Date of Award
Doctor of Philosophy (PhD)
Hara P. Ghosh
Herpes simplex virus type I (HSV-1), acquires its envelope by budding through a modified inner membrane of the nuclear envelope (NE) which forms thick and dense patches at the site of budding. This suggests that some of the viral envelope constituents, such as the transmembrane glycoprotein B (gB), are specifically transported to the NE in order to be incorporated into the virus. In this thesis, it is shown by immunoelectron microscopy that gB is specifically localized in the NE of HSV-1 infected cells. Glycoprotein B was distributed on the outer and inner membrane of the NE. The distribution was homogeneous and no preferential accumulation was detected around or within the patches where the viruses bud.
To determine which segments specify NE localization of gB, the distribution by immunofluorescence and by immunoelectron microscopy of deletion mutants and chimeras were investigated by transient expression in COS cells. The rate of transport and the oligomeric nature of the mutants were also studied. The chimeras were constructed by fusing domains of gB with domains of glycoprotein G of vesicular stomatitis virus, a transmembrane protein which does not accumulate in the NE. When the ectodomain (EC) of G was replaced with the EC of gB, the resulting chimera did not accumulate in the NE. On the other hand, all the mutants containing a peptide of 75 residues that encompasses the TM of gB were localized to the NE, suggesting that the TM contains the NE localization determinants. However, this domain does not appear to be essential, because swapping the TM of gB for the TM of G did not abolish NE localization. Furthermore, gB and all the mutants that were localized to the NE were also present in the ER suggesting the presence of an ER localization signal as well.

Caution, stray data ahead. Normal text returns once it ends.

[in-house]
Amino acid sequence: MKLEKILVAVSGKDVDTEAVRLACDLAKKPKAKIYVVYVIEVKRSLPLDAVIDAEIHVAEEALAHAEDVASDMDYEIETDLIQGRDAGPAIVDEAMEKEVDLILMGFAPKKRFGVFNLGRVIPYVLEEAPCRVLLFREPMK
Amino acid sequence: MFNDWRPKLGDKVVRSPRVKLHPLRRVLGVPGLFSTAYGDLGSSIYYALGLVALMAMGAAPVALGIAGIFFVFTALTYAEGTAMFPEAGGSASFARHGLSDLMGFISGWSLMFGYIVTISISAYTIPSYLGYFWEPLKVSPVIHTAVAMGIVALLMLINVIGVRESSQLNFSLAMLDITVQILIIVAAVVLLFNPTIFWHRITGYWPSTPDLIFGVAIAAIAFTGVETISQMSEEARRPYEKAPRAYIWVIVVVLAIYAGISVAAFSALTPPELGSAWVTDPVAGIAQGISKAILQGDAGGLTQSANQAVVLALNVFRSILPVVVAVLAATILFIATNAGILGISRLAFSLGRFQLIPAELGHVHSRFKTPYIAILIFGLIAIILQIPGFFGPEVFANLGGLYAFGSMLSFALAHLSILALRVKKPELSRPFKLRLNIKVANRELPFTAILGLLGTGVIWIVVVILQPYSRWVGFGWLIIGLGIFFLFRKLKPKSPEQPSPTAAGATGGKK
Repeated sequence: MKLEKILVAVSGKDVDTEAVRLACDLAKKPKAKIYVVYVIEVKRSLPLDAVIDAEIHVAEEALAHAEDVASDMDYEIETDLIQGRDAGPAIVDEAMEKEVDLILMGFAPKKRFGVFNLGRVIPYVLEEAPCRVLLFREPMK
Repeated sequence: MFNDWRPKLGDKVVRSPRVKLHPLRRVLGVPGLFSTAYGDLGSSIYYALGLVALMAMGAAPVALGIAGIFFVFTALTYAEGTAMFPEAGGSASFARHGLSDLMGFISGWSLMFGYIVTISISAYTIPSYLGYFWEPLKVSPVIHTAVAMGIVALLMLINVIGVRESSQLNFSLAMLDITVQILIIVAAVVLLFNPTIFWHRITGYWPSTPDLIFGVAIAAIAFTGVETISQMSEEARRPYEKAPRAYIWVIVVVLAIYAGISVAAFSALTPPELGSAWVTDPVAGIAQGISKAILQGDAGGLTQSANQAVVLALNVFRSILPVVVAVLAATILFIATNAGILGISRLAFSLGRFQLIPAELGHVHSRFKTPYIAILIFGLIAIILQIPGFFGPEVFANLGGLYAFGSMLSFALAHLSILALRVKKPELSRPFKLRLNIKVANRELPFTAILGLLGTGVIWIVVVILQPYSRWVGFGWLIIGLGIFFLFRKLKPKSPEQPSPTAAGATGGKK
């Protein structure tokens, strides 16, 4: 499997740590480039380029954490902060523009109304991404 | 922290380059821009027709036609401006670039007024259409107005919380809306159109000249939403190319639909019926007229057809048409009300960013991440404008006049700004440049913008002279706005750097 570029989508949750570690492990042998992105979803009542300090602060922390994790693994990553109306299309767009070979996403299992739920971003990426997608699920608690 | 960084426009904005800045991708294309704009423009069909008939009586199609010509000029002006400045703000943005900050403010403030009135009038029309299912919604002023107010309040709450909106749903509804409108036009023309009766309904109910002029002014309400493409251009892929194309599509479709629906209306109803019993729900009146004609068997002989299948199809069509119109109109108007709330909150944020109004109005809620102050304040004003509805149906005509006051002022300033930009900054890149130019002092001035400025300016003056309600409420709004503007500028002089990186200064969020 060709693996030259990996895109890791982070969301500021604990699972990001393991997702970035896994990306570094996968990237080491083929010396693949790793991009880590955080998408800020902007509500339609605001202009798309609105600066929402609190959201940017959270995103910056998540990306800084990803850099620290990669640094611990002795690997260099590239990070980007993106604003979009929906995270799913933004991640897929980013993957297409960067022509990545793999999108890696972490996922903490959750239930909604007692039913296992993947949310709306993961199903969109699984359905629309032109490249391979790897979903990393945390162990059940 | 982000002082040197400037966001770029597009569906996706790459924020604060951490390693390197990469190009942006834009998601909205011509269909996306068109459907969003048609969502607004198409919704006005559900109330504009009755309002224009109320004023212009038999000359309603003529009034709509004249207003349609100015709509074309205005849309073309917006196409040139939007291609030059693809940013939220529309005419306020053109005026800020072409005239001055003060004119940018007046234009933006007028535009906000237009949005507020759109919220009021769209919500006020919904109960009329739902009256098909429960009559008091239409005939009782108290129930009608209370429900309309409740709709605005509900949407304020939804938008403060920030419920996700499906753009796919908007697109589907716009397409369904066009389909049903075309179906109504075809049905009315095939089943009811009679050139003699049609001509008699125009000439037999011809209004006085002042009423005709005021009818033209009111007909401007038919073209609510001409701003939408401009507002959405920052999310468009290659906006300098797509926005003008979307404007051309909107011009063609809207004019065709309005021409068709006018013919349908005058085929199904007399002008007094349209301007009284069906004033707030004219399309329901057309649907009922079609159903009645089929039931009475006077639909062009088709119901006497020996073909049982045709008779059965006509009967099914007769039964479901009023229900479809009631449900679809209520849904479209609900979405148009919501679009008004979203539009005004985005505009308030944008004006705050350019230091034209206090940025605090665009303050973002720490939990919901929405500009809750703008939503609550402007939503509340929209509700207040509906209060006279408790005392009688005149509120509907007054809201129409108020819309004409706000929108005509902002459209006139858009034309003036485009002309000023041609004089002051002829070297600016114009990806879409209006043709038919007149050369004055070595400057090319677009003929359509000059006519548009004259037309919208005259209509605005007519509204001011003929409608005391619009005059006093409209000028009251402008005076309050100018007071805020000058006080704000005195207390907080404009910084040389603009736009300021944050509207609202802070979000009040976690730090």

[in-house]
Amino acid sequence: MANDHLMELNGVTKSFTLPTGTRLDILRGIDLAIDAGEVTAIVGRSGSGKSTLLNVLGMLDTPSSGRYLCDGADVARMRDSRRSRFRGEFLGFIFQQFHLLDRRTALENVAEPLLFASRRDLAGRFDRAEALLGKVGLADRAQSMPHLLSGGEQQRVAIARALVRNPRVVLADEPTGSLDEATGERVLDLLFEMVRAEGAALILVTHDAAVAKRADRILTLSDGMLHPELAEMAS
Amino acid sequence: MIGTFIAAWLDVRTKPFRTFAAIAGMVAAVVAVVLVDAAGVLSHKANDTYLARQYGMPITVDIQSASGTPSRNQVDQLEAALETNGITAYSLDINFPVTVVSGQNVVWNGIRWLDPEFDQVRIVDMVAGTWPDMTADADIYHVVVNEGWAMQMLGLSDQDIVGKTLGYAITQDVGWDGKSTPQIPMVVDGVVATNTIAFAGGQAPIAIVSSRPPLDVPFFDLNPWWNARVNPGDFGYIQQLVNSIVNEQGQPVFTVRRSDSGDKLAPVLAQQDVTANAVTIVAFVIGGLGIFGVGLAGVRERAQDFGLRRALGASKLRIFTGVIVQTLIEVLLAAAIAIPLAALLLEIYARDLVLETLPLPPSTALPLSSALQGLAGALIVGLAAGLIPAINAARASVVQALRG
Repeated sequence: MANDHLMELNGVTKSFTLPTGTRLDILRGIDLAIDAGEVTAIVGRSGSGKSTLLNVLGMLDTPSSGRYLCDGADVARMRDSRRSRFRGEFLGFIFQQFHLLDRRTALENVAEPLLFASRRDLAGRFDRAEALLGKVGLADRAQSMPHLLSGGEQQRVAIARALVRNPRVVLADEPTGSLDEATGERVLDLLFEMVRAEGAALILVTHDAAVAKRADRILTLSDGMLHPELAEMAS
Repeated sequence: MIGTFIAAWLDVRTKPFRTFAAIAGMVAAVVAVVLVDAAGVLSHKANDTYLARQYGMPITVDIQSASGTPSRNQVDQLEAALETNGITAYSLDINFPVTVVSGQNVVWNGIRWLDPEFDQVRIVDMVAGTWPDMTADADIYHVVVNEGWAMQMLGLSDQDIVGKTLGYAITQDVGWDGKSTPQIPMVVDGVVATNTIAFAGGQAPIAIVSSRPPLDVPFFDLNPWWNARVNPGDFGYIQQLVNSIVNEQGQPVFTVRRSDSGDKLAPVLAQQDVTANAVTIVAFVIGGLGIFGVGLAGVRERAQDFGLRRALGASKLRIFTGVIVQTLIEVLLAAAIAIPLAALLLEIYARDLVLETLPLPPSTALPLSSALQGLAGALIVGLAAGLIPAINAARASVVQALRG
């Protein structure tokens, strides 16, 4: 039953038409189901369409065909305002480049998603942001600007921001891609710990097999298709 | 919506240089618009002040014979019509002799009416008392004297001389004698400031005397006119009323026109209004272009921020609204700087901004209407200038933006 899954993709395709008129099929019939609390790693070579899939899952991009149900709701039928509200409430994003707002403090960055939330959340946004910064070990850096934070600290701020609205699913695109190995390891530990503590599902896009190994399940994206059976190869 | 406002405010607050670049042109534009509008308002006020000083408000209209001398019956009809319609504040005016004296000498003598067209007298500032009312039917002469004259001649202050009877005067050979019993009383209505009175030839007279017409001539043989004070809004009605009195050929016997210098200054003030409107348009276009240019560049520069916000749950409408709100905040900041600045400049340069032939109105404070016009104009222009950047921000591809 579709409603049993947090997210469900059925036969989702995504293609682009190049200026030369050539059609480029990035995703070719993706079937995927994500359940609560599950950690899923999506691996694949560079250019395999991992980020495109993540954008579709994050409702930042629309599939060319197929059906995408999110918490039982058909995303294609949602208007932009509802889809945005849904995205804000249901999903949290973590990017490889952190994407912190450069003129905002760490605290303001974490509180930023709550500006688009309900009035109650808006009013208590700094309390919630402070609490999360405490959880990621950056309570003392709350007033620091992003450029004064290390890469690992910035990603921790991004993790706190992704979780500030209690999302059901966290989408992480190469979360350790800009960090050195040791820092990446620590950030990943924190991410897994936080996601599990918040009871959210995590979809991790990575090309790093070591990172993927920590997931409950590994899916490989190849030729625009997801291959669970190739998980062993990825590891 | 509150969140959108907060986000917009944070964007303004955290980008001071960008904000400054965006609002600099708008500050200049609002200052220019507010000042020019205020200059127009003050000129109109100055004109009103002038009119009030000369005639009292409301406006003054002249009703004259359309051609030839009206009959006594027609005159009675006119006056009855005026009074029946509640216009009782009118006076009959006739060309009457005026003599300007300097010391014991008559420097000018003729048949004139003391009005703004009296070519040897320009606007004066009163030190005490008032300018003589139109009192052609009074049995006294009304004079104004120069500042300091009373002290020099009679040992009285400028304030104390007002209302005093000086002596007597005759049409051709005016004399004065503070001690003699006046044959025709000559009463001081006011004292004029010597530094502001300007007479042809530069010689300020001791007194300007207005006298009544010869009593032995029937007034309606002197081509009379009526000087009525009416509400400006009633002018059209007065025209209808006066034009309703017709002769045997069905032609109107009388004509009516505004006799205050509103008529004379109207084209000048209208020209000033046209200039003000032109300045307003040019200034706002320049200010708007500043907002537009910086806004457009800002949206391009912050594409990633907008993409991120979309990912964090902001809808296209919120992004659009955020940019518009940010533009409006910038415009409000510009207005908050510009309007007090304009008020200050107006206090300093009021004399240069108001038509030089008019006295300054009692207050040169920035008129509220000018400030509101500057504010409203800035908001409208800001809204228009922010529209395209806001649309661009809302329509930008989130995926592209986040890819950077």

Gilbert, Renald, "Localization to the Nuclear Envelope and Transport of the Glycoprotein B of Herpes Simplex Virus Type 1" (1993). Open Access Dissertations and Theses. Paper 3065.